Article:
I’ve never been a big fan of the zombie genre. In my mind, if you’ve seen one zombie film, you’ve seen them all. Zombies shamble, or run these days, chasing humans for brains and other juicy body parts while the humans try to escape, hide or fight back. Now that’s a generalized statement, I know, but the whole “eating brains” and “zombie virus thing” kind of bores me.
At least it did. I’ve found, lately, my position is softening somewhat on that front. However, I still have some gripes.
Some of my main complaints are why do zombies have to eat? They’re dead! And if they eat, do they defecate and urinate also? Zombie poop–now there’s a subject for a scientific paper (which could have already been written. After all, the Department of Defense has a plan in case of a Zombie Apocalypse. It’s true – look it up. It even has categories for zombie chickens, magic zombies and vegetarian zombies. I kid you not although, to be fair, the whole thing was set up for testing purposes with “zombie” used as a placeholder for who or whatever really might attack us. Still–zombie chickens? Uh huh.)
Also, why can’t we have zombies that can hold a conversation? Who can reason for a change? In fact, I have heard of some recent movies, TV shows and books which have these kinds of zombies, which I think is great. Some people complain about there being way too many vampires and werewolves in popular culture but at least there’s more depth to those types of characters because they can react in human ways while fighting against their animal natures and so on. Internal conflict, you know.
In the movie remake of H.G. Wells’ Time Machine, they created an “uber-Morlock” played by none other than the great British actor Jeremy Irons, who was the brains behind the otherwise hive-like, brutish Morlocks. He could think rationally, converse, make evil plans. Now that’s what I’m talking about!
Truthfully, I have watched a handful of zombie movies (have never seen the TV show, The Walking Dead ,though) and I’ve enjoyed them. I did see Night of the Living Dead back in the day and liked it but never thought of the effect and influence it would have on later writers and moviemakers. In my experience, the first virus-infected zombies (as opposed to the old Voodoo-raised zombies of old – think White Zombie starring Bela Lugosi in 1938) I ever saw were in the movie Twenty Eight Days Later, which was a terrific horror flick.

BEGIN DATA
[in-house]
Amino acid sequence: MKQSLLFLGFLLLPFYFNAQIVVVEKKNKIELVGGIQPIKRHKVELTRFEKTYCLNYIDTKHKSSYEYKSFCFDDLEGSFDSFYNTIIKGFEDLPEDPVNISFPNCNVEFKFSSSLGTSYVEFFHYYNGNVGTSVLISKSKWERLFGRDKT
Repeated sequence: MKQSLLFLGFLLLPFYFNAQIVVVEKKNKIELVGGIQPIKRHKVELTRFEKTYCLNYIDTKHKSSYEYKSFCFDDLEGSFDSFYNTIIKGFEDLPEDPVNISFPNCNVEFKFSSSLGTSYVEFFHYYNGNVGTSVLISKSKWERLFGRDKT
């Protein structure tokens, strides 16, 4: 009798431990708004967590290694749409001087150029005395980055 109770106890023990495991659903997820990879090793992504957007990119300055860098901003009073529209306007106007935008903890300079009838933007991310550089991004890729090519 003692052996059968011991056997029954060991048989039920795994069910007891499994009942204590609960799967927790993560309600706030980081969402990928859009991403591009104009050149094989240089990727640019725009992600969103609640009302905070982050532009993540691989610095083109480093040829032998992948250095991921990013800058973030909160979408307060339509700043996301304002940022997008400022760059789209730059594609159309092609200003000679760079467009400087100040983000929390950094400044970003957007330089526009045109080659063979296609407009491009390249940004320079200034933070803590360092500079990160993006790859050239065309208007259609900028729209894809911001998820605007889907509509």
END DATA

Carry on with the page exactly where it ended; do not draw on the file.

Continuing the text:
However, I argued with people, saying Twenty Eight Days Later and its’ sequel Twenty Eight Weeks Later weren’t zombie movies at all but movies about a virus which turned people into monstrous, mindless killers. Well, guess what? That’s what the definition of zombies had become by that time. One thing that was different about those movies, though, was it didn’t take a zombie bite to turn a human into a zombie. Just exposure to zombie saliva (yuck!) was enough as actor Robert Carlyle’s character found out in Twenty Eight Weeks Later when he kissed his wife who, though she was immune to the virus, was a carrier. The honeymoon was definitely over for them after that!
I guess what I’m saying is I’m not completely resistant to the zombie phenomenon anymore but hope it can evolve in more interesting and unusual ways. Some Steampunk novels like Dreadnought by Cherie Priest and The Horns of Ruin by Tim Akers contain zombie elements and both are characterized somewhat differently than the norm.
I’ve even started writing what I originally thought of as a series of “anti-zombie” short stories featuring a talking, reasoning zombi (with no “e”) of the old school type of Voodoo-reanimated undead controlled by a bokor, his sorcerer/master. To my complete surprise, it’s turned into an exceptionally enjoyable writing experience with the anti-zombie part of it becoming less and less of a concern for me. It’s just really fun to write!
I guess I’ll have to start binge-watching The Walking Dead next. But only for research purposes you understand, to prepare myself for the Zombie Apocalypse.
Yeah, that’s it.